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From "Andrew Evers" <andrew.ev...@redwood.com>
Subject Re: WebServer.java
Date Wed, 14 Aug 2002 08:52:58 GMT
> I would very much like to dump the WebServer class in favor of
> wrapping the XmlRpcServer in a HttpServlet (and not using a XML-RPC
> client to make requests like the current XmlRpcProxyServlet does).
> Basically, we'd mark it as deprecated and cease maintainence on it. As
> is, it has serious problems (as does a lot of the code in this
> package).

Funny that, I was looking at replacing the WebServer for our local
implementation so that I could split off a particular class of HTTP

The problem with relying entirely on a servlet engine is one of
speed (mentioned already), but also of dependencies. The current
xml-rpc package is quite small and is self-contained. Requiring
a servlet implementation means that an application that uses
xml-rpc must embed and distribute a servlet engine, be
embedded in a servlet engine, or distributed as a WAR or similar.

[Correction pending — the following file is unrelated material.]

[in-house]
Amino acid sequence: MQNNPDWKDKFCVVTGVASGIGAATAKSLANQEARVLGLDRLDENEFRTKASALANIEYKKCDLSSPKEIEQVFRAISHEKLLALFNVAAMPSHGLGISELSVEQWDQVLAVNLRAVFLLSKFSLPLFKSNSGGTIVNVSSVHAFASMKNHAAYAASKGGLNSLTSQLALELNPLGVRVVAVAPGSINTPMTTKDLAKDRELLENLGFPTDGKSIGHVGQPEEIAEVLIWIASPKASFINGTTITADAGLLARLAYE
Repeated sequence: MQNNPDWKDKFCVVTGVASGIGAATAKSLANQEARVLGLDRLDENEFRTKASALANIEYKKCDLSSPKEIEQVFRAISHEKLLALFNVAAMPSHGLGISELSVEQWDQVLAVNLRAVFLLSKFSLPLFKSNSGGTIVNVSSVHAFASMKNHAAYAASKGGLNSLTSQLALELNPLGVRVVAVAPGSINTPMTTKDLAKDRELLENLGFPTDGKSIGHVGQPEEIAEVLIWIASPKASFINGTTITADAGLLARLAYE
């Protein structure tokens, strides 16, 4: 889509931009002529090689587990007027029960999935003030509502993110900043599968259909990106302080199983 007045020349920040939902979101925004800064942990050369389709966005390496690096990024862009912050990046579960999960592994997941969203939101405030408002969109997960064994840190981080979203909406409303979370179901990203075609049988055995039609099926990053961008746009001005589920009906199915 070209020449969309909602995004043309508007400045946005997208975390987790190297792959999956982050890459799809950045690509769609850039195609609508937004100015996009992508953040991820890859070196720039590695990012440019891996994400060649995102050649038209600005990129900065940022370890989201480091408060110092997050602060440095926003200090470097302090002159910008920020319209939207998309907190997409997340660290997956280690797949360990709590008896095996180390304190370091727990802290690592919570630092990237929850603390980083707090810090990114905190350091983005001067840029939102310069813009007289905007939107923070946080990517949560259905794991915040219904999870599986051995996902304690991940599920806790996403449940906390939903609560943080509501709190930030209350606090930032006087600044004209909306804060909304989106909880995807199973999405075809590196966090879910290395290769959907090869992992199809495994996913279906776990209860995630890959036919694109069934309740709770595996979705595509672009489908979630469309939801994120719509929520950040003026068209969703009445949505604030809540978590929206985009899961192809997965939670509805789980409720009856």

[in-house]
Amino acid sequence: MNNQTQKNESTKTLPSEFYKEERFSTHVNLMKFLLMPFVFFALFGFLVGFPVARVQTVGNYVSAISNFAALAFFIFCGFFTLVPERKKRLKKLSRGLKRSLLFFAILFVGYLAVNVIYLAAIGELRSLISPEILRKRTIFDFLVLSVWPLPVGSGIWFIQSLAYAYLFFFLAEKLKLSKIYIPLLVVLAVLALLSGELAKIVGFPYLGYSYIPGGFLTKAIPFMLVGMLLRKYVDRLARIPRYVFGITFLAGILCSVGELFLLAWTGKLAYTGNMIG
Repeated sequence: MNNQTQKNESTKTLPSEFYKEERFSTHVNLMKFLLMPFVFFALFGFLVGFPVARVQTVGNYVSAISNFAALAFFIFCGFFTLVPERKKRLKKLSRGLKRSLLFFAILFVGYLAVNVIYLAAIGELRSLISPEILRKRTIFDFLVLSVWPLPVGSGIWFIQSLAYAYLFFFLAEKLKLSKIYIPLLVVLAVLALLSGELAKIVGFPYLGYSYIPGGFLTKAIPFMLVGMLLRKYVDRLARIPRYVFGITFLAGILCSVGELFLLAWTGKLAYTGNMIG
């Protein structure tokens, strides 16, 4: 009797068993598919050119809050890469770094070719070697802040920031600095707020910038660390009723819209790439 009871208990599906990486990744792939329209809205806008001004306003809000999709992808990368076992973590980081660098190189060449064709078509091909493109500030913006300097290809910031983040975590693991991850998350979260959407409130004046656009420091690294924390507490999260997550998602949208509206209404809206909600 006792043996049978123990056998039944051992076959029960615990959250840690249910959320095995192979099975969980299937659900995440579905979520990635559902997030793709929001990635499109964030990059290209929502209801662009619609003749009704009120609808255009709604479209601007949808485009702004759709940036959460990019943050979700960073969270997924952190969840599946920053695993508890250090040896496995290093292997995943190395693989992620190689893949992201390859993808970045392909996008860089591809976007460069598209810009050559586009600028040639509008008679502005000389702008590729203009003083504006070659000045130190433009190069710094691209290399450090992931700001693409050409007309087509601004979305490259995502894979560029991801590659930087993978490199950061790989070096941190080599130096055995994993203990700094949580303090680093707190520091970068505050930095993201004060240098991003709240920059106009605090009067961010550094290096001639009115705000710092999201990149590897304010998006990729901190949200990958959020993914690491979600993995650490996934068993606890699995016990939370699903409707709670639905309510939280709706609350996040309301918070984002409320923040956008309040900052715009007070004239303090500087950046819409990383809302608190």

I haven't seen a servlet engine that is as simple to embed as
the WebServer (although I would like to be wrong). I think that
people embedding XML-RPC functionality in their applications may
also be concerned about losing control over how threads and
synchronicity are managed.

If you embed the current XmlRpcServer as part of a servlet
doPost() method, then there is a conflict between the threading
done by the servlet engine, and that done by the XmlRpcServer.
The servlet engine has already allocated a thread to the
request, there is no need to pool and manage threads again.

It seems to me that the current XmlRpcServer does a good job
of handling threads in normal operation (without a servlet
engine out front). If the Worker was split out, and passed
an extra callback interface to handle the URI -> object mapping,
then it would be easy to embed XML-RPC into an arbitary HTTP
implementation without embedding either the XmlRpcServer
or the WebServer.


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